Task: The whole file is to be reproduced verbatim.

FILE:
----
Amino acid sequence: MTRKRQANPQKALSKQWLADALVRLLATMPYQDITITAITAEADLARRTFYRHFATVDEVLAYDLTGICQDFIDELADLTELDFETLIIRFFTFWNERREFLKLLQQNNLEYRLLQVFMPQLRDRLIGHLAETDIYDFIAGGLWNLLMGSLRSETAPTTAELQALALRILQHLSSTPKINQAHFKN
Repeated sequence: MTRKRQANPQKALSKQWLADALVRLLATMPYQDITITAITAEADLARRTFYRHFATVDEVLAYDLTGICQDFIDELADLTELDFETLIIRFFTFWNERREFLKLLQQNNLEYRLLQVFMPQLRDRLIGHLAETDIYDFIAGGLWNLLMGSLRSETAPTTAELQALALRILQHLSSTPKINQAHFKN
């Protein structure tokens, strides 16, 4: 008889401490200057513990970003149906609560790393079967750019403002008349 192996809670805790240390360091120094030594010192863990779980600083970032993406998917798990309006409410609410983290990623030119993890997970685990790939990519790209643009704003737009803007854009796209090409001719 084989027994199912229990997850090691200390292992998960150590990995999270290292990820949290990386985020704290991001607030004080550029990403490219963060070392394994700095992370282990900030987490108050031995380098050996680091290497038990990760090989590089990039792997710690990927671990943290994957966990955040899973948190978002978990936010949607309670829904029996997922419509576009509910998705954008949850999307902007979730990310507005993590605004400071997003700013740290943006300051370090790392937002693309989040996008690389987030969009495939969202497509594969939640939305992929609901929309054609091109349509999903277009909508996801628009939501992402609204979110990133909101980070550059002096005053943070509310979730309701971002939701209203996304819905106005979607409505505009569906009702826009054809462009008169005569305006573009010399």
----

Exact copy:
Amino acid sequence: MTRKRQANPQKALSKQWLADALVRLLATMPYQDITITAITAEADLARRTFYRHFATVDEVLAYDLTGICQDFIDELADLTELDFETLIIRFFTFWNERREFLKLLQQNNLEYRLLQVFMPQLRDRLIGHLAETDIYDFIAGGLWNLLMGSLRSETAPTTAELQALALRILQHLSSTPKINQAHFKN
Repeated sequence: MTRKRQANPQKALSKQWLADALVRLLATMPYQDITITAITAEADLARRTFYRHFATVDEVLAYDLTGICQDFIDELADLTELDFETLIIRFFTFWNERREFLKLLQQNNLEYRLLQVFMPQLRDRLIGHLAETDIYDFIAGGLWNLLMGSLRSETAPTTAELQALALRILQHLSSTPKINQAHFKN
């Protein structure tokens, strides 16, 4: 008889401490200057513990970003149906609560790393079967750019403002008349 192996809670805790240390360091120094030594010192863990779980600083970032993406998917798990309006409410609410983290990623030119993890997970685990790939990519790209643009704003737009803007854009796209090409001719 084989027994199912229990997850090691200390292992998960150590990995999270290292990820949290990386985020704290991001607030004080550029990403490219963060070392394994700095992370282990900030987490108050031995380098050996680091290497038990990760090989590089990039792997710690990927671990943290994957966990955040899973948190978002978990936010949607309670829904029996997922419509576009509910998705954008949850999307902007979730990310507005993590605004400071997003700013740290943006300051370090790392937002693309989040996008690389987030969009495939969202497509594969939640939305992929609901929309054609091109349509999903277009909508996801628009939501992402609204979110990133909101980070550059002096005053943070509310979730309701971002939701209203996304819905106005979607409505505009569906009702826009054809462009008169005569305006573009010399």